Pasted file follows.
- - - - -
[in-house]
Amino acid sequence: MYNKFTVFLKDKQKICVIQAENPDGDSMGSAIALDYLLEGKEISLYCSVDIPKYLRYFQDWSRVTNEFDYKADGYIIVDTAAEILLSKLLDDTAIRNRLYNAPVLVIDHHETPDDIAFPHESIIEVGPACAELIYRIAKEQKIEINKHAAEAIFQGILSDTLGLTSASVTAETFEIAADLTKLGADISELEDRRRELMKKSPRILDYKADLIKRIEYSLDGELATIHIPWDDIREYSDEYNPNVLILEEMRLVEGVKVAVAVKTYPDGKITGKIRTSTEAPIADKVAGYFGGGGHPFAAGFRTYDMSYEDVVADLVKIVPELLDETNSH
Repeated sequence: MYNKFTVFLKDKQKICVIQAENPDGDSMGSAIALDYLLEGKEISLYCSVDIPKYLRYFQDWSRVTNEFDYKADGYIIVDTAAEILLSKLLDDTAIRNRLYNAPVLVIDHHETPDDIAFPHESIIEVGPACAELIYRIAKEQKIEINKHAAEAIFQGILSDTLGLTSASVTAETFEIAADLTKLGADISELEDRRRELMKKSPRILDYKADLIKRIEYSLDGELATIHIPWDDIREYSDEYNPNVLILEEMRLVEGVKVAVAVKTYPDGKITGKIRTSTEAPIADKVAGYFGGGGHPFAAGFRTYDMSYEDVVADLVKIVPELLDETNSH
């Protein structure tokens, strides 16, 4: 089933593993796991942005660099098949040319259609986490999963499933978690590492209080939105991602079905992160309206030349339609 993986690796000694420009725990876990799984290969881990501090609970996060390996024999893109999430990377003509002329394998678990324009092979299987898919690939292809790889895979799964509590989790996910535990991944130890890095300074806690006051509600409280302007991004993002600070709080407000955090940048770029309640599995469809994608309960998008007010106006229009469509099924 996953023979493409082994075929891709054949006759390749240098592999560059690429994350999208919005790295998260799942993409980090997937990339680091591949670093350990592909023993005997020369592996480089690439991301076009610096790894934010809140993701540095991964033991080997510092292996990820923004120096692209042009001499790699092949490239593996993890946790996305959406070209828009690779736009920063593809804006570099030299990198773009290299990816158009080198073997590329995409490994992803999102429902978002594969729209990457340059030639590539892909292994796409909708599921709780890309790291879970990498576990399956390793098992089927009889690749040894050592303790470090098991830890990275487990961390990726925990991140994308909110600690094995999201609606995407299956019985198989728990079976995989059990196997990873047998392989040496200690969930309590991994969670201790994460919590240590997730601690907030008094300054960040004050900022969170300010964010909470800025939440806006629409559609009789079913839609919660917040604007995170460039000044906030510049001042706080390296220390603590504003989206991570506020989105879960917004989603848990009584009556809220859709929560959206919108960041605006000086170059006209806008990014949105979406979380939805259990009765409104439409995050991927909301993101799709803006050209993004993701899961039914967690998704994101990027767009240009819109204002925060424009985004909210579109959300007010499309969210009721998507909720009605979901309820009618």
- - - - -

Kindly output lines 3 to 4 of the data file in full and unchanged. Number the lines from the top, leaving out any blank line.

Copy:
Repeated sequence: MYNKFTVFLKDKQKICVIQAENPDGDSMGSAIALDYLLEGKEISLYCSVDIPKYLRYFQDWSRVTNEFDYKADGYIIVDTAAEILLSKLLDDTAIRNRLYNAPVLVIDHHETPDDIAFPHESIIEVGPACAELIYRIAKEQKIEINKHAAEAIFQGILSDTLGLTSASVTAETFEIAADLTKLGADISELEDRRRELMKKSPRILDYKADLIKRIEYSLDGELATIHIPWDDIREYSDEYNPNVLILEEMRLVEGVKVAVAVKTYPDGKITGKIRTSTEAPIADKVAGYFGGGGHPFAAGFRTYDMSYEDVVADLVKIVPELLDETNSH
């Protein structure tokens, strides 16, 4: 089933593993796991942005660099098949040319259609986490999963499933978690590492209080939105991602079905992160309206030349339609 993986690796000694420009725990876990799984290969881990501090609970996060390996024999893109999430990377003509002329394998678990324009092979299987898919690939292809790889895979799964509590989790996910535990991944130890890095300074806690006051509600409280302007991004993002600070709080407000955090940048770029309640599995469809994608309960998008007010106006229009469509099924 996953023979493409082994075929891709054949006759390749240098592999560059690429994350999208919005790295998260799942993409980090997937990339680091591949670093350990592909023993005997020369592996480089690439991301076009610096790894934010809140993701540095991964033991080997510092292996990820923004120096692209042009001499790699092949490239593996993890946790996305959406070209828009690779736009920063593809804006570099030299990198773009290299990816158009080198073997590329995409490994992803999102429902978002594969729209990457340059030639590539892909292994796409909708599921709780890309790291879970990498576990399956390793098992089927009889690749040894050592303790470090098991830890990275487990961390990726925990991140994308909110600690094995999201609606995407299956019985198989728990079976995989059990196997990873047998392989040496200690969930309590991994969670201790994460919590240590997730601690907030008094300054960040004050900022969170300010964010909470800025939440806006629409559609009789079913839609919660917040604007995170460039000044906030510049001042706080390296220390603590504003989206991570506020989105879960917004989603848990009584009556809220859709929560959206919108960041605006000086170059006209806008990014949105979406979380939805259990009765409104439409995050991927909301993101799709803006050209993004993701899961039914967690998704994101990027767009240009819109204002925060424009985004909210579109959300007010499309969210009721998507909720009605979901309820009618």